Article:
Here’s the thing: I read Goosebumps books in my youth. Like most kids born in the 1980s, I was drawn to the semi-terrifying idea that something terrifying (and non-ordinary) could happen to everyday kids. That one day there could be an evil sponge living under my sink or that my parent’s lawn gnomes came to life at night or that my next door neighbors were vampires. A few variations of these books had the choose-your-own-adventure gimmick where at the end of a page you could make two choices…one sent you to page 59 and the other had you flipping to page 113. This non-linear style had you jumping all around the book and forced you to make choices. You got to CHOOSE what the character would do, which was fascinating as a kid (the key was to leave your finger as a bookmark when you flipped to the page of your choice, cause more often than not one of the choices meant death. So in reality you didn’t really get to choose most of the time, you were forced into an option. But the illusion of choice was there. Sound familiar?) But therein lies the problem, I’m not a kid anymore and the idea of a choose-your-own-adventure story sounds as about appealing as paying bills.
So why is there a flood of videogame developers throwing the idea of “moral choice” into videogames. Especially when so often this concept falls flat. One only has to look at the outcry at the ending of Mass Effect 3. “Choice,” fans cried, “we were promised choice.” Commonly, the choice given in videogames is whether or not you will allow a character to live, but routinely these games are so filled with killing and violence that the morality of it is minor. Take Infamous, for example, where several choices have lasting effects. You can give people aid and supplies or you can keep them for yourself. Being good grants you certain powers; being bad offers a different set. Sure your ex-girlfriend might scold you for making a selfish decision and your best friend might chide you about making a selfless one, but who cares? Either way you’re still playing the same game. The filler in between might matter to some people but for most it’s larger plot points that they pay attention to. And largely those remain the same.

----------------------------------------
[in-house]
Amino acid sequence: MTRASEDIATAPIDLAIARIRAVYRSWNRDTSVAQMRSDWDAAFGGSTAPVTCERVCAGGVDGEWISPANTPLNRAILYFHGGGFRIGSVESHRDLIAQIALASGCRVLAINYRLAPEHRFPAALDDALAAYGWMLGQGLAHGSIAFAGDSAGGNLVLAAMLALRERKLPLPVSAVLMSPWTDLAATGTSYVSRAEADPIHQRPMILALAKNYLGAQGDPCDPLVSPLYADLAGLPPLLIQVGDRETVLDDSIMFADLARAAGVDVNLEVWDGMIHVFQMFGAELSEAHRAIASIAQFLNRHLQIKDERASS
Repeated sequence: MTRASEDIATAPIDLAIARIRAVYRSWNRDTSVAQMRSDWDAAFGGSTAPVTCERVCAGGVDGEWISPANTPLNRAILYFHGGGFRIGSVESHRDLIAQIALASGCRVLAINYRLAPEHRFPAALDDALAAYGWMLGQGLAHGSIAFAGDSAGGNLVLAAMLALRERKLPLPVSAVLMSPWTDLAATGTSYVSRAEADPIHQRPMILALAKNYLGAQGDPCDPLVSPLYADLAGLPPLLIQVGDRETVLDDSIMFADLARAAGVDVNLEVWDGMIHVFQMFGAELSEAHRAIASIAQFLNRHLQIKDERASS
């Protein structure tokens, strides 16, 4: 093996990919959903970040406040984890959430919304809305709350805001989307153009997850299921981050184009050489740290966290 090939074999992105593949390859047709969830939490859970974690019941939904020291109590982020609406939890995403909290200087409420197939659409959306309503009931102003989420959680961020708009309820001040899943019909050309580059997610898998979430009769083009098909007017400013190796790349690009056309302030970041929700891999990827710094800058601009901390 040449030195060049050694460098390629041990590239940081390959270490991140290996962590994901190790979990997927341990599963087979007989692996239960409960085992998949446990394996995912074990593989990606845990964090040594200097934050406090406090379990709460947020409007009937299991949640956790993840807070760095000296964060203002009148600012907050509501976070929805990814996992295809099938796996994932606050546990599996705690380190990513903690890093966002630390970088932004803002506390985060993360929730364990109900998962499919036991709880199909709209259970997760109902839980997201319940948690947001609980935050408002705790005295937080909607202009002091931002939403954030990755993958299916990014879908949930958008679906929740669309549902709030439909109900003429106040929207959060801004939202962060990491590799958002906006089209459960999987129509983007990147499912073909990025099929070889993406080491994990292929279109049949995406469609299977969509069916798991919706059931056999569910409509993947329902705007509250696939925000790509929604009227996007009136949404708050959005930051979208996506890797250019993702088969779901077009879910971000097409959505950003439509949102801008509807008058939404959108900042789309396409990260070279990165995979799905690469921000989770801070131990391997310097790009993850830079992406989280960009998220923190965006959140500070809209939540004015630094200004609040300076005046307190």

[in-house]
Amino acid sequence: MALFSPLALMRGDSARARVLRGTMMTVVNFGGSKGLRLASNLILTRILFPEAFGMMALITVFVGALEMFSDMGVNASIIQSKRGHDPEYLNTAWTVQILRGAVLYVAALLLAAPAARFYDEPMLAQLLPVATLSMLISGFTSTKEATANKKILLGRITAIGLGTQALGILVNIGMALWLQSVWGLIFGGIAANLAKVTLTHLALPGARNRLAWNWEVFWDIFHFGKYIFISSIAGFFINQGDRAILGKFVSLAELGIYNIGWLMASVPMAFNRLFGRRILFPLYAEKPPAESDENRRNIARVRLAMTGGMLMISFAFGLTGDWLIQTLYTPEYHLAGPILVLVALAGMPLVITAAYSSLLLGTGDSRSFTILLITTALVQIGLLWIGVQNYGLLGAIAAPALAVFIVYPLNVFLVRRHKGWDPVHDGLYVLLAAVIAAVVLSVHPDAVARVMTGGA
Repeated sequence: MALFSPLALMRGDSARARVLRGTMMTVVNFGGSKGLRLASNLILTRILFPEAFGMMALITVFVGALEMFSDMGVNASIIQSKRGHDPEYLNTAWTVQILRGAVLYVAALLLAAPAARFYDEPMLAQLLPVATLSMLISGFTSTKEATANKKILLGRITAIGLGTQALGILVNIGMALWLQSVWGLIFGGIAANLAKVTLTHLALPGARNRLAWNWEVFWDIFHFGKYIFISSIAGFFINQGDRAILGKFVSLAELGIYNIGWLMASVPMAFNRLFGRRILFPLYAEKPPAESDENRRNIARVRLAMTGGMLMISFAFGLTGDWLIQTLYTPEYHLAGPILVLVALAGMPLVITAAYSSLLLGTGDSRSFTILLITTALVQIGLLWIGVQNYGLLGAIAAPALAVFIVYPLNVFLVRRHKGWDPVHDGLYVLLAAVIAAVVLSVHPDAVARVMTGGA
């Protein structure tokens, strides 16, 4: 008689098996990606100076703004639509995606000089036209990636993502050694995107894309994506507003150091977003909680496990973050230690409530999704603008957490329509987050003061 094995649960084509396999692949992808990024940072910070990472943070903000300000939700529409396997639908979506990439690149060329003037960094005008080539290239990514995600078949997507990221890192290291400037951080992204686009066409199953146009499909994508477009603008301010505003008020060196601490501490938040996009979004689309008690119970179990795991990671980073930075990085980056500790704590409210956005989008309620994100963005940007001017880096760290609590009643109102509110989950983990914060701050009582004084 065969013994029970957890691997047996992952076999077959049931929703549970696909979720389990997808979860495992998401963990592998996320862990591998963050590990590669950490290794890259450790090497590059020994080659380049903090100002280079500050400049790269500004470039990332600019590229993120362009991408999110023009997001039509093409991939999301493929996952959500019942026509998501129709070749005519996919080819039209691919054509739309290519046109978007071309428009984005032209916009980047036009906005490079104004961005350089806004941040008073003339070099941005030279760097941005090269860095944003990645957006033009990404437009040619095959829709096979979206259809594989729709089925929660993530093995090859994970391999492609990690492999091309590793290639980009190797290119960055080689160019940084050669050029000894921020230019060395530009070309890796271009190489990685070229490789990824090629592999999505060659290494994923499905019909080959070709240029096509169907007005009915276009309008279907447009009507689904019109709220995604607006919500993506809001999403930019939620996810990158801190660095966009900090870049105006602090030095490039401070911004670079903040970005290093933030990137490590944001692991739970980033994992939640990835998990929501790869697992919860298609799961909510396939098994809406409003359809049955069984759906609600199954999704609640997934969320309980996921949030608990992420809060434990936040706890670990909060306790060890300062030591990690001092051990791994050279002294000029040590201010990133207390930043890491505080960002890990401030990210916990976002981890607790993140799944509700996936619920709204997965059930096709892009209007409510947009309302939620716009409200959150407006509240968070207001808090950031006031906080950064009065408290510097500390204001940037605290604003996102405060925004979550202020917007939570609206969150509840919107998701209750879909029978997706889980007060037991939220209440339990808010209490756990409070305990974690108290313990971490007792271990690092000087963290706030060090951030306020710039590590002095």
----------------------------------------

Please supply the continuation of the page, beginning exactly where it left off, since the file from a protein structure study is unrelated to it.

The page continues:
We don’t get choice in novels. We don’t get choice in movies. We don’t get choice in music. Art is created with a direction in mind and the consumer doesn’t have a say in it. I realize that all media is different and videogames have their own set of guidelines and understanding of how they’re consumed, but giving a false sense of choice is just bothersome. And saying that because videogames are interactive they lend themselves to giving choice to the player is like saying because a book is in first-person I will interpret the character as myself. You can have choice in videogames, but they have to be committed to it. FULLY committed. The choice has to matter and have long-standing repercussions on how the game is digested. The decisions of morality made have to vary wildly from the opposite choice, making so that the next decision we encounter could never have been presented had we gone the other direction with that first choice. There has to be consequential impact, just like there is in real life (forked road, yellow wood, all that). Essentially, developers would have to create more than one story thread, not just have one story and bend the decisions players make around it, tweaking things slightly here and there. Games like Heavy Rain and The Walking Dead are examples that attempted to tell a story and give the player actual moral choice, but they fell flat. What feels powerful at first ends up feeling like a ploy, as the sum of your choices generally leads to the same conclusions as a different set of choices. Different 20-second cutscenes feel tact on, not like a reward.
Too often moral choice is used as a device to give the player a sense of power, when it really should be used to give them a sense of powerlessness. They should second-guess and regret decisions, not forget about them moments after they’re made or make them knowing that they don't really matter, as the story will trudge forward the same way despite their input. I need to know there is no turning back; that no two decisions can lead to the same conclusion. Otherwise, I'm still just keeping my finger on the page.